If you've been following Internet trends lately, then you should be aware of Google's SPDY protocol. It's a replacement for HTTP that can speed up the load times for Web pages. It's been used extensively in browsers with Chrome first adopting it and Firefox turning it on by default with the release of Firefox 13. If you have used SPDY, you know it to be great, but can it help improve mobile browsing speeds?
Google has set out to find out the answer to this very question. Through the use of Chrome for Android, they used a Samsung Galaxy Nexus to test the speeds that the mobile Chrome browser returned with SPDY compared to traditional HTTP on the same device. The test was applied to 3G and 4G connections since Wi-Fi, depending on its origin, can return faster speeds than mobile connections.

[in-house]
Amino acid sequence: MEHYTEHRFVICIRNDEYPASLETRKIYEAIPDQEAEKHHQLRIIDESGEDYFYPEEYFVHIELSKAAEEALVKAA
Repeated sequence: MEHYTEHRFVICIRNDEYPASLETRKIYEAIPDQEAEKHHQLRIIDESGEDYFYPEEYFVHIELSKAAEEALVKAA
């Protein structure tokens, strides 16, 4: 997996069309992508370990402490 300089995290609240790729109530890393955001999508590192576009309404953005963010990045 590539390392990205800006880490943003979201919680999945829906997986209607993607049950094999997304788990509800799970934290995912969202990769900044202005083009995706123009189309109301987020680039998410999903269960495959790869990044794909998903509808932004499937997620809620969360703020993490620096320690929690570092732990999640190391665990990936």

You would expect SPDY to perform marginally better, but the results were actually pretty surprising and terrific. SPDY load times saw a mean improvement of 23 percent across the 77 Web sites they used in the test. Google did the math and found that this was a 1.3x improvement over HTTP.
For the visually minded among us, Google released a graph that charts the speed of SPDY and HTTP across the Web sites they tested on. You can see quite the improvement which Google says was sometimes 50 percent faster than HTTP.
If you want to see more details of the test Google conducted alongside the methodology they used to reach their results, check out the team's research page. As you will see, the faster speeds applied to Web sites everywhere from BBC.co.uk to Reddit to quickmeme. Google certainly picked out some sites that would normally load slowly for any connection.